THE Ministry of Tourism, Environment and Culture has called for more concerted efforts in making waste management a business opportunity to alleviate unemployment and boost economic growth.
The ministry’s Director of Environment, Stanley Damane, made the remarks during a workshop on clean waste management at Lancers Inn on Tuesday.
The workshop, which was held with the financial support of the United Nations Industrial Development Organisation, was attended by government officials, the private sector, non-governmental organisations and academia as well as small and medium enterprises.
It sought to identify ways by which municipal waste could be managed in an environmentally sound and economically beneficial manner.
According to Mr Damane, Lesotho needed to join the global trend of harnessing the value found in waste by employing innovative ways of reusing, recycling and developing new products from waste.
“Waste can be a serious problem if not managed properly, but it also presents ample economic opportunities when approached positively,” Mr Damane said.
He said stakeholders in waste management fell into two distinct groups: “Those who perceive waste as an environmental nuisance that is only worthy of disposal in a landfill, and those who perceive it as a business opportunity that is worth understanding, regulating and investing in.
“However, the trend in recent years is skewed towards resource recovery and increased benefit from waste management. This trend, therefore, raises a question of whether we should still be talking about waste management or resource management.”
Mr Damane called on the stakeholders to adopt a “renewed understanding and approach” to waste management. He further noted that developing countries were experiencing rapid growth in the generation of various kinds of waste including waste electrical and electronic equipment or electronic waste (e-waste), waste agricultural biomass and waste plastics.
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“The survey conducted in 2006 on e-waste predicts that by 2017 Lesotho will discard over 103 tonnes per year while the repair shops already handle more than 18 tonnes of e-waste per year,” he said.
“According to studies conducted in Maseru in 2006, on average, each person generates 0.3kilograms (kg) of waste per day. If each person in Maseru generates 0.3kg per day, it can be calculated that 300 000 people living in Maseru can generate 90 000kg per day or 32 850 000kg per annum, which is equivalent to 32 900 tonnes per annum.”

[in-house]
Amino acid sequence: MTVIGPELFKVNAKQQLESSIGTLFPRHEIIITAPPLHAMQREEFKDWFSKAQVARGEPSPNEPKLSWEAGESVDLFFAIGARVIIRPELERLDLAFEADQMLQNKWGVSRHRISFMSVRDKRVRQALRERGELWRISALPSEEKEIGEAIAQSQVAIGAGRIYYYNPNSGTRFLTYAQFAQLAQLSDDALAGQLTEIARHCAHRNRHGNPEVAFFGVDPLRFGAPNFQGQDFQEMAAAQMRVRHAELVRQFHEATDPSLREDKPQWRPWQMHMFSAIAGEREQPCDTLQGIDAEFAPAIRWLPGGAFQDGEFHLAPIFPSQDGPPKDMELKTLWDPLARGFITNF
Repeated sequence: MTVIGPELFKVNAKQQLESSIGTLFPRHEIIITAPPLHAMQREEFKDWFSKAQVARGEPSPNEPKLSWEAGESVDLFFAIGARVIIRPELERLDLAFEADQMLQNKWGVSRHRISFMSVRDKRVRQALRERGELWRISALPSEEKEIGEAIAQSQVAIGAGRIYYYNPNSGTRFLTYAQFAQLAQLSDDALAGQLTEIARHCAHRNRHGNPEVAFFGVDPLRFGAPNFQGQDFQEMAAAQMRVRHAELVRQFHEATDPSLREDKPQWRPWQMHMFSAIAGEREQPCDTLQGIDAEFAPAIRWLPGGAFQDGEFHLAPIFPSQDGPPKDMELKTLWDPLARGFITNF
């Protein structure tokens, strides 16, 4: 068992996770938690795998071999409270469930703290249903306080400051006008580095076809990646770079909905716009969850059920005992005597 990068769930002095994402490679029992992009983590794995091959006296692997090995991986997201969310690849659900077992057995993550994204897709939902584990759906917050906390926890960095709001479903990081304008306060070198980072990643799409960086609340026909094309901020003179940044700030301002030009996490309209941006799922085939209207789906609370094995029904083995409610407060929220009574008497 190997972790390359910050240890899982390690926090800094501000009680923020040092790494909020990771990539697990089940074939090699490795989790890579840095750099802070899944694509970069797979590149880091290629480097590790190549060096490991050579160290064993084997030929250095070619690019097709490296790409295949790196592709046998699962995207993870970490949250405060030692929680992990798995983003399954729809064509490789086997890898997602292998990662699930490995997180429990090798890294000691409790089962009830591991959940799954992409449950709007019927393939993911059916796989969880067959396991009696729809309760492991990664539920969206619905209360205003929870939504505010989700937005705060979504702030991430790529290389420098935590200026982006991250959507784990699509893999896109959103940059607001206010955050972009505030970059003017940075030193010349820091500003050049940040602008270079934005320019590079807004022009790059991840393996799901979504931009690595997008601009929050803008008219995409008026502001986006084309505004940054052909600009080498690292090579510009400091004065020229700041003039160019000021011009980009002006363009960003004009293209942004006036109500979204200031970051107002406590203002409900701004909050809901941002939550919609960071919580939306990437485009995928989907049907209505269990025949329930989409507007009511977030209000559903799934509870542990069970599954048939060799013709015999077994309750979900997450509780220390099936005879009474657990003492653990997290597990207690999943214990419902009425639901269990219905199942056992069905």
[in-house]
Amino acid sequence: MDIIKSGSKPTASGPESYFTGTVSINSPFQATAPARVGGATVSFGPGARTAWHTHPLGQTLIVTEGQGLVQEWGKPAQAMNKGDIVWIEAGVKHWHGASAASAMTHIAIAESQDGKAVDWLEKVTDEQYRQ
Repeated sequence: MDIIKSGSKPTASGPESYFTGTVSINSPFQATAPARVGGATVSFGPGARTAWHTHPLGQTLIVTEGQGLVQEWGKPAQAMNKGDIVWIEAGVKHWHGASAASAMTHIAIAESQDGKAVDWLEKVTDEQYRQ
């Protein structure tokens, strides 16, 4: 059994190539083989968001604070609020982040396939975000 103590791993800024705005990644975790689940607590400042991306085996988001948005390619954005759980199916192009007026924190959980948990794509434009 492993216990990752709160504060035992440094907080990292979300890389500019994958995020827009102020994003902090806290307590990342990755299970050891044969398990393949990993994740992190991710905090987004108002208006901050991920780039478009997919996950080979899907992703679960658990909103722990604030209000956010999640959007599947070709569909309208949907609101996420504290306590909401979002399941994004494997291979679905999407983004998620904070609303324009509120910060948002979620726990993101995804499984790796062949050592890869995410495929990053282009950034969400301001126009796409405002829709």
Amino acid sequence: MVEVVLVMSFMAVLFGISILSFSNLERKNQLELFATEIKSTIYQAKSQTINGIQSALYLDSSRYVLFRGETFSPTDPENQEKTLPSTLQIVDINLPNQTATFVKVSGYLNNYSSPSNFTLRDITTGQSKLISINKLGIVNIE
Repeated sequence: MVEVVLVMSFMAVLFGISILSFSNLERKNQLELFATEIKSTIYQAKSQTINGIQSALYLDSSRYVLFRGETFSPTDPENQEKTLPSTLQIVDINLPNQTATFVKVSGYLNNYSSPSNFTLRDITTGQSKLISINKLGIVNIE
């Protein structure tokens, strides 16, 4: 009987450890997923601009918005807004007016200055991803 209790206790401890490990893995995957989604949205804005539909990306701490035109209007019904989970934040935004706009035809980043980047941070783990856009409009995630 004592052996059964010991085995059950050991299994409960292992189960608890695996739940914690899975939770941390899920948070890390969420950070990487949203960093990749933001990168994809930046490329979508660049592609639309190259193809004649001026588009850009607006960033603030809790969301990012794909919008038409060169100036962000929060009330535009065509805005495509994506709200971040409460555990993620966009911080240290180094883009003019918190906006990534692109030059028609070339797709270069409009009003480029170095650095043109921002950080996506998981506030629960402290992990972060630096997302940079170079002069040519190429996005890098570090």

Mr Damane said Lesotho does not have the capacity to handle the waste, which consists of plastic, paper, e-waste, glass and other items.
“An appropriate waste management system is an imperative for all waste types found in Lesotho, and such a system must surely benefit the economy in many ways,” he said.
The global waste to energy market, Mr Damane said, is set to grow to over $28.6 billion (about M310 billion) by 2016, hence the need to mainstream environmental concerns in the sectoral plans and economic development activities.
“There is clearly a need to consider a public-private approach in our endevour to better manage waste in Lesotho that is driven at community level and using low energy/low technology resources,” he said.
“A holistic waste management approach will promote effective and efficient management of waste including application of the seven Rs (Reduce, Reuse, Recycle, Rethink, Research, Refuse and Recover). This is an essential element for promoting sustainable patterns of consumption and production.”
During the workshop, the Lesotho Times also spoke to Mampho Setloboko who manufactures bags and hats using plastic materials. Ms Setloboko, who has been working with plastic and other “waste” products for the past 25 years, said she was struggling to sell her products due to space constraints and lack of marketing opportunities.
“I used to showcase my products at flea markets but it was not viable, so I now keep them at home and only sell to people who already know about my work when they call to make their orders,” she said.
Ms Setloboko expressed hope the workshop would equip them with skills to market her products more effectively, adding that since her business was cost effective she only need guidance by experts to become profitable.